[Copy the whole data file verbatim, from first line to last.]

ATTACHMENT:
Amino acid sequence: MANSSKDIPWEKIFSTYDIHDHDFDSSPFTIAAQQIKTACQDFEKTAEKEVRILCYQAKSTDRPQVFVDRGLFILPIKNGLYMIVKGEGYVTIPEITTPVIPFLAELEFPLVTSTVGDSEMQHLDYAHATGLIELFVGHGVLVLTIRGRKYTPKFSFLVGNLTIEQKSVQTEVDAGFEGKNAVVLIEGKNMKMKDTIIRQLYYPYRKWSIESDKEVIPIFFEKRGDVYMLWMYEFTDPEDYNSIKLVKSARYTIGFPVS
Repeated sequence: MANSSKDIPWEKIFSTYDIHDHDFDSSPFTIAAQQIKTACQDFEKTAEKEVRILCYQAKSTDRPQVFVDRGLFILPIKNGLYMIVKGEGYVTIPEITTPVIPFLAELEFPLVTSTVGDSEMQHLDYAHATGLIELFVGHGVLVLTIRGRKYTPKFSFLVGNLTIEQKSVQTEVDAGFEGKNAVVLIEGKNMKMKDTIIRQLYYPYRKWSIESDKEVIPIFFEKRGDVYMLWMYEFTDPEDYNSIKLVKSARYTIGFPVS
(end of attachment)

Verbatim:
Amino acid sequence: MANSSKDIPWEKIFSTYDIHDHDFDSSPFTIAAQQIKTACQDFEKTAEKEVRILCYQAKSTDRPQVFVDRGLFILPIKNGLYMIVKGEGYVTIPEITTPVIPFLAELEFPLVTSTVGDSEMQHLDYAHATGLIELFVGHGVLVLTIRGRKYTPKFSFLVGNLTIEQKSVQTEVDAGFEGKNAVVLIEGKNMKMKDTIIRQLYYPYRKWSIESDKEVIPIFFEKRGDVYMLWMYEFTDPEDYNSIKLVKSARYTIGFPVS
Repeated sequence: MANSSKDIPWEKIFSTYDIHDHDFDSSPFTIAAQQIKTACQDFEKTAEKEVRILCYQAKSTDRPQVFVDRGLFILPIKNGLYMIVKGEGYVTIPEITTPVIPFLAELEFPLVTSTVGDSEMQHLDYAHATGLIELFVGHGVLVLTIRGRKYTPKFSFLVGNLTIEQKSVQTEVDAGFEGKNAVVLIEGKNMKMKDTIIRQLYYPYRKWSIESDKEVIPIFFEKRGDVYMLWMYEFTDPEDYNSIKLVKSARYTIGFPVS